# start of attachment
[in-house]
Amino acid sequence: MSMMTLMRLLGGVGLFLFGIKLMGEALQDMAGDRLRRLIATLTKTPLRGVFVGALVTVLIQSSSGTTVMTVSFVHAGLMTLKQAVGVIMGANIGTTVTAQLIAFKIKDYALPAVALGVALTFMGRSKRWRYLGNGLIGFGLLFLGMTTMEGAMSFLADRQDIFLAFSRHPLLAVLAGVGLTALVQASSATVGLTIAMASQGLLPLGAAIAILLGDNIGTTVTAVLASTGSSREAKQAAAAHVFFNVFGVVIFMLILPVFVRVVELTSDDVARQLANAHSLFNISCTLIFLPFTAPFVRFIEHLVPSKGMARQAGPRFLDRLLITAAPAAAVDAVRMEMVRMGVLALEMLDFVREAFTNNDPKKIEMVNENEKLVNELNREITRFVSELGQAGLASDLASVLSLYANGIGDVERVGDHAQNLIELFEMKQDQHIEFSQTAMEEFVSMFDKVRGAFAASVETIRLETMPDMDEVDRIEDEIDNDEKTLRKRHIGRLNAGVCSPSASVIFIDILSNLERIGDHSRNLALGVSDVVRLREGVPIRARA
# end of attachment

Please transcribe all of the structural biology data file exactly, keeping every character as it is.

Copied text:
[in-house]
Amino acid sequence: MSMMTLMRLLGGVGLFLFGIKLMGEALQDMAGDRLRRLIATLTKTPLRGVFVGALVTVLIQSSSGTTVMTVSFVHAGLMTLKQAVGVIMGANIGTTVTAQLIAFKIKDYALPAVALGVALTFMGRSKRWRYLGNGLIGFGLLFLGMTTMEGAMSFLADRQDIFLAFSRHPLLAVLAGVGLTALVQASSATVGLTIAMASQGLLPLGAAIAILLGDNIGTTVTAVLASTGSSREAKQAAAAHVFFNVFGVVIFMLILPVFVRVVELTSDDVARQLANAHSLFNISCTLIFLPFTAPFVRFIEHLVPSKGMARQAGPRFLDRLLITAAPAAAVDAVRMEMVRMGVLALEMLDFVREAFTNNDPKKIEMVNENEKLVNELNREITRFVSELGQAGLASDLASVLSLYANGIGDVERVGDHAQNLIELFEMKQDQHIEFSQTAMEEFVSMFDKVRGAFAASVETIRLETMPDMDEVDRIEDEIDNDEKTLRKRHIGRLNAGVCSPSASVIFIDILSNLERIGDHSRNLALGVSDVVRLREGVPIRARA